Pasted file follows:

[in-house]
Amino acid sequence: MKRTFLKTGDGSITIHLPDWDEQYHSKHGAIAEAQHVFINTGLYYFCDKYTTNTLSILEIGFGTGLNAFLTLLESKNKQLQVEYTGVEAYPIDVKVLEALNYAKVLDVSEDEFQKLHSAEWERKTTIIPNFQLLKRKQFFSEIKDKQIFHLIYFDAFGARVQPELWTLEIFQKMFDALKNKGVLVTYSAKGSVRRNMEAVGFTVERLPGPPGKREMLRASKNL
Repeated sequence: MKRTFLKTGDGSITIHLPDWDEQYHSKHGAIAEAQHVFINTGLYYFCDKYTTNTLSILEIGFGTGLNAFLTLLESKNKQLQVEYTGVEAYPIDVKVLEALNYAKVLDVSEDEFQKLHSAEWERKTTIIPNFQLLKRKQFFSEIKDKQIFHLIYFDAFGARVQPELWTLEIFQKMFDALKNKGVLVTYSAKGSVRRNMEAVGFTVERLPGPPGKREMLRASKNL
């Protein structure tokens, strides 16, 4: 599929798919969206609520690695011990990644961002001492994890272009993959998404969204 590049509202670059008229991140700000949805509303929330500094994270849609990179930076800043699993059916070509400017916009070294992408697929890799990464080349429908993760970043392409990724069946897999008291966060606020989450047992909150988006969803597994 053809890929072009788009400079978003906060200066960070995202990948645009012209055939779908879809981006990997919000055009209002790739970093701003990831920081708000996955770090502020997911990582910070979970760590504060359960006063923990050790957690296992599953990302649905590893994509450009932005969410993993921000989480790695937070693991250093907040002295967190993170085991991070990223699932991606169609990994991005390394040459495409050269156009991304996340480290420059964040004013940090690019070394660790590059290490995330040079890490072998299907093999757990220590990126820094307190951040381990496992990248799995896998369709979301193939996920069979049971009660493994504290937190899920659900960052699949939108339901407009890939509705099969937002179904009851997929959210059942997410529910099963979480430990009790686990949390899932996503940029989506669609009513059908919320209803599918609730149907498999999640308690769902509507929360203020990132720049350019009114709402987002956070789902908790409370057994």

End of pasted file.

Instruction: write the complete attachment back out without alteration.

[in-house]
Amino acid sequence: MKRTFLKTGDGSITIHLPDWDEQYHSKHGAIAEAQHVFINTGLYYFCDKYTTNTLSILEIGFGTGLNAFLTLLESKNKQLQVEYTGVEAYPIDVKVLEALNYAKVLDVSEDEFQKLHSAEWERKTTIIPNFQLLKRKQFFSEIKDKQIFHLIYFDAFGARVQPELWTLEIFQKMFDALKNKGVLVTYSAKGSVRRNMEAVGFTVERLPGPPGKREMLRASKNL
Repeated sequence: MKRTFLKTGDGSITIHLPDWDEQYHSKHGAIAEAQHVFINTGLYYFCDKYTTNTLSILEIGFGTGLNAFLTLLESKNKQLQVEYTGVEAYPIDVKVLEALNYAKVLDVSEDEFQKLHSAEWERKTTIIPNFQLLKRKQFFSEIKDKQIFHLIYFDAFGARVQPELWTLEIFQKMFDALKNKGVLVTYSAKGSVRRNMEAVGFTVERLPGPPGKREMLRASKNL
């Protein structure tokens, strides 16, 4: 599929798919969206609520690695011990990644961002001492994890272009993959998404969204 590049509202670059008229991140700000949805509303929330500094994270849609990179930076800043699993059916070509400017916009070294992408697929890799990464080349429908993760970043392409990724069946897999008291966060606020989450047992909150988006969803597994 053809890929072009788009400079978003906060200066960070995202990948645009012209055939779908879809981006990997919000055009209002790739970093701003990831920081708000996955770090502020997911990582910070979970760590504060359960006063923990050790957690296992599953990302649905590893994509450009932005969410993993921000989480790695937070693991250093907040002295967190993170085991991070990223699932991606169609990994991005390394040459495409050269156009991304996340480290420059964040004013940090690019070394660790590059290490995330040079890490072998299907093999757990220590990126820094307190951040381990496992990248799995896998369709979301193939996920069979049971009660493994504290937190899920659900960052699949939108339901407009890939509705099969937002179904009851997929959210059942997410529910099963979480430990009790686990949390899932996503940029989506669609009513059908919320209803599918609730149907498999999640308690769902509507929360203020990132720049350019009114709402987002956070789902908790409370057994």